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My Thanks to the Veterans in my life, I thank you for your service.
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Old 05-25-2014, 01:04 PM   #6
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There's also another day to thank veterans---- Nov 11. But there's no such thing as too many thanks.
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Old 05-25-2014, 01:08 PM   #7
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I am aware of the significance of the day, many of the Veterans in my life are no longer with us.
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Old 05-25-2014, 01:12 PM   #8
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Originally Posted by PrincessFiona60 View Post
I am aware of the significance of the day, many of the Veterans in my life are no longer with us.
" there's no such thing as too many thanks." I'll give thanks on both days, ones that have passed and ones that are alive. And their K9 companions, both dead and alive.
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Old 05-25-2014, 01:23 PM   #9
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Some more info on the origins of Memorial Day from Snopes:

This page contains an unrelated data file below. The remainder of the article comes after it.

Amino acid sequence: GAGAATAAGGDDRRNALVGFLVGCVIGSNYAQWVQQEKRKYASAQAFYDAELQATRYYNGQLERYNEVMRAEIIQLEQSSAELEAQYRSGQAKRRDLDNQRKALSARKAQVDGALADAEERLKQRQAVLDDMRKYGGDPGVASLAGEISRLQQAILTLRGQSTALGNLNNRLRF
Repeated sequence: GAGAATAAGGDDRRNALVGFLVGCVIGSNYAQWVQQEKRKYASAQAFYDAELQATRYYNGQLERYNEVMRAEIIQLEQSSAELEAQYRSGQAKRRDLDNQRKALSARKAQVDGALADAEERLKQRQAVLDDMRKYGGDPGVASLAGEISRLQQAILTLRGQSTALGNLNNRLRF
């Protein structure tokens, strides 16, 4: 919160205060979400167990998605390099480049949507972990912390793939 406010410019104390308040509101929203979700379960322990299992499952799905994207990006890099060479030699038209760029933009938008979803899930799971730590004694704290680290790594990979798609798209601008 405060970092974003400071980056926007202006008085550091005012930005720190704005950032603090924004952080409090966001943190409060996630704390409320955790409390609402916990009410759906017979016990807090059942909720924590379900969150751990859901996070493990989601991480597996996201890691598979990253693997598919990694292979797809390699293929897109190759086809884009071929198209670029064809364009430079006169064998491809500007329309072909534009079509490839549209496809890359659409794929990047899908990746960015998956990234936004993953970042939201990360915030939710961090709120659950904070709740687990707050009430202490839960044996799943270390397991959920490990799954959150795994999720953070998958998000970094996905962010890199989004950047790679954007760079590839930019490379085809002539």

Claim: Former slaves reburied dead Union prisoners of war in May 1865, thus creating the modern observance of Memorial Day.

MIXTURE:
TRUE: In May 1865, free blacks in Charleston reburied dead Union prisoners of war and held a cemetery dedication ceremony.
UNDETERMINED: The event referenced above is the origin of the modern Memorial Day observance.
Read more at snopes.com: Origins of Memorial Day
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Old 05-25-2014, 01:35 PM   #10
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Quote:
Originally Posted by cave76 View Post
That's a very interesting piece of history. I'd never read it before. It seems as if the Order isn't obeyed sensu stricto though, since this year it's observed on May 26.
It was set as the last Monday in May in 1967. From Memorial Day: 7 Historical Facts About the Holiday :

Quote:
5. Unofficial holiday

The holiday's Decoration Day moniker lingered until 1882, but the day wasn't an official holiday until 1967. The holiday was held on May 30 until 1971, when Congress fixed the date as the last Monday in May. The holiday was officially renamed Memorial Day in 1967, when President Johnson signed legislation to that effect.